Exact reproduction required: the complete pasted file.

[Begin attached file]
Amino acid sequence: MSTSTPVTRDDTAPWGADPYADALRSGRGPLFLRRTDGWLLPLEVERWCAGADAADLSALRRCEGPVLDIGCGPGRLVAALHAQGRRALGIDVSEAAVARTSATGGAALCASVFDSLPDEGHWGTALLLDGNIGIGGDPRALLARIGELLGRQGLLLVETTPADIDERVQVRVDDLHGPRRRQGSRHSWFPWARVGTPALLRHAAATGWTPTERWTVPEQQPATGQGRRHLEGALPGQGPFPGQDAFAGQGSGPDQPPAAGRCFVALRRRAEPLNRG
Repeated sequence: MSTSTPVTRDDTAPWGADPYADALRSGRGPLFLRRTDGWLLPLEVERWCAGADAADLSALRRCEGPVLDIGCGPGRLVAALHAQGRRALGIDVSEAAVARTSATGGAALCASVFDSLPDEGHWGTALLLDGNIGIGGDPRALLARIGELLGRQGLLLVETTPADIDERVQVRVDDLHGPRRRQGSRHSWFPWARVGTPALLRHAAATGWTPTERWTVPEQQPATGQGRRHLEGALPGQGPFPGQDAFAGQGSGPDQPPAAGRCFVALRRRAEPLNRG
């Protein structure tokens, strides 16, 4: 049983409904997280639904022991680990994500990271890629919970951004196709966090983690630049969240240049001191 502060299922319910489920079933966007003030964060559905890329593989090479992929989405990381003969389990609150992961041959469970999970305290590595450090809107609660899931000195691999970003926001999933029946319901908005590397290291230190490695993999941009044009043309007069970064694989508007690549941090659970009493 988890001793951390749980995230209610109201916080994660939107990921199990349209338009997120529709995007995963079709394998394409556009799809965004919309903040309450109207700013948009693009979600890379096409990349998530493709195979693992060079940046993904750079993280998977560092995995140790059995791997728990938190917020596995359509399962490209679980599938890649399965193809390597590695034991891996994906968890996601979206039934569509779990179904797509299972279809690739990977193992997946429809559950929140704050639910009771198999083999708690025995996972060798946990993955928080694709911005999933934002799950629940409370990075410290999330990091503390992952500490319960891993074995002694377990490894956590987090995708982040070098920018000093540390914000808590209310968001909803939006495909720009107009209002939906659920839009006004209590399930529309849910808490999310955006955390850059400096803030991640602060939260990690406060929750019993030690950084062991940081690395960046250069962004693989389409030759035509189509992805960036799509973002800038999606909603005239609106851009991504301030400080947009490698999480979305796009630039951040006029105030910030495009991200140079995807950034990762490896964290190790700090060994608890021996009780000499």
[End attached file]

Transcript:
Amino acid sequence: MSTSTPVTRDDTAPWGADPYADALRSGRGPLFLRRTDGWLLPLEVERWCAGADAADLSALRRCEGPVLDIGCGPGRLVAALHAQGRRALGIDVSEAAVARTSATGGAALCASVFDSLPDEGHWGTALLLDGNIGIGGDPRALLARIGELLGRQGLLLVETTPADIDERVQVRVDDLHGPRRRQGSRHSWFPWARVGTPALLRHAAATGWTPTERWTVPEQQPATGQGRRHLEGALPGQGPFPGQDAFAGQGSGPDQPPAAGRCFVALRRRAEPLNRG
Repeated sequence: MSTSTPVTRDDTAPWGADPYADALRSGRGPLFLRRTDGWLLPLEVERWCAGADAADLSALRRCEGPVLDIGCGPGRLVAALHAQGRRALGIDVSEAAVARTSATGGAALCASVFDSLPDEGHWGTALLLDGNIGIGGDPRALLARIGELLGRQGLLLVETTPADIDERVQVRVDDLHGPRRRQGSRHSWFPWARVGTPALLRHAAATGWTPTERWTVPEQQPATGQGRRHLEGALPGQGPFPGQDAFAGQGSGPDQPPAAGRCFVALRRRAEPLNRG
């Protein structure tokens, strides 16, 4: 049983409904997280639904022991680990994500990271890629919970951004196709966090983690630049969240240049001191 502060299922319910489920079933966007003030964060559905890329593989090479992929989405990381003969389990609150992961041959469970999970305290590595450090809107609660899931000195691999970003926001999933029946319901908005590397290291230190490695993999941009044009043309007069970064694989508007690549941090659970009493 988890001793951390749980995230209610109201916080994660939107990921199990349209338009997120529709995007995963079709394998394409556009799809965004919309903040309450109207700013948009693009979600890379096409990349998530493709195979693992060079940046993904750079993280998977560092995995140790059995791997728990938190917020596995359509399962490209679980599938890649399965193809390597590695034991891996994906968890996601979206039934569509779990179904797509299972279809690739990977193992997946429809559950929140704050639910009771198999083999708690025995996972060798946990993955928080694709911005999933934002799950629940409370990075410290999330990091503390992952500490319960891993074995002694377990490894956590987090995708982040070098920018000093540390914000808590209310968001909803939006495909720009107009209002939906659920839009006004209590399930529309849910808490999310955006955390850059400096803030991640602060939260990690406060929750019993030690950084062991940081690395960046250069962004693989389409030759035509189509992805960036799509973002800038999606909603005239609106851009991504301030400080947009490698999480979305796009630039951040006029105030910030495009991200140079995807950034990762490896964290190790700090060994608890021996009780000499």